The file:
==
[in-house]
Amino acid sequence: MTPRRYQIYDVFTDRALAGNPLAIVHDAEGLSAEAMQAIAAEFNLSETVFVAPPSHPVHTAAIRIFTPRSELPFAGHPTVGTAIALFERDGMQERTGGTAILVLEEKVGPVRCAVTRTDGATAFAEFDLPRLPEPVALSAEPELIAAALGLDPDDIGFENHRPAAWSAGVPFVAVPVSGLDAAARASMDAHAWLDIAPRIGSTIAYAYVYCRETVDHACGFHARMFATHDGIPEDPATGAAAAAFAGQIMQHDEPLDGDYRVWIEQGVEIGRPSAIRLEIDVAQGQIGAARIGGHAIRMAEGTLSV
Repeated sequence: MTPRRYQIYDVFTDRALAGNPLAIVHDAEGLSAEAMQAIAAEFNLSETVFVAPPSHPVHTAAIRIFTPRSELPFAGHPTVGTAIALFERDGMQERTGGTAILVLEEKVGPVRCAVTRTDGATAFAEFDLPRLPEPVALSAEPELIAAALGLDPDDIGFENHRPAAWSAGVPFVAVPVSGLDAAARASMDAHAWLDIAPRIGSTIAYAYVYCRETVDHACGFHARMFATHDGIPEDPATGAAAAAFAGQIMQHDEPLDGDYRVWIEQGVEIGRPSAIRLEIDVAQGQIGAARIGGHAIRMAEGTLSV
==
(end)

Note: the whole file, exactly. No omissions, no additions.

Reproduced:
[in-house]
Amino acid sequence: MTPRRYQIYDVFTDRALAGNPLAIVHDAEGLSAEAMQAIAAEFNLSETVFVAPPSHPVHTAAIRIFTPRSELPFAGHPTVGTAIALFERDGMQERTGGTAILVLEEKVGPVRCAVTRTDGATAFAEFDLPRLPEPVALSAEPELIAAALGLDPDDIGFENHRPAAWSAGVPFVAVPVSGLDAAARASMDAHAWLDIAPRIGSTIAYAYVYCRETVDHACGFHARMFATHDGIPEDPATGAAAAAFAGQIMQHDEPLDGDYRVWIEQGVEIGRPSAIRLEIDVAQGQIGAARIGGHAIRMAEGTLSV
Repeated sequence: MTPRRYQIYDVFTDRALAGNPLAIVHDAEGLSAEAMQAIAAEFNLSETVFVAPPSHPVHTAAIRIFTPRSELPFAGHPTVGTAIALFERDGMQERTGGTAILVLEEKVGPVRCAVTRTDGATAFAEFDLPRLPEPVALSAEPELIAAALGLDPDDIGFENHRPAAWSAGVPFVAVPVSGLDAAARASMDAHAWLDIAPRIGSTIAYAYVYCRETVDHACGFHARMFATHDGIPEDPATGAAAAAFAGQIMQHDEPLDGDYRVWIEQGVEIGRPSAIRLEIDVAQGQIGAARIGGHAIRMAEGTLSV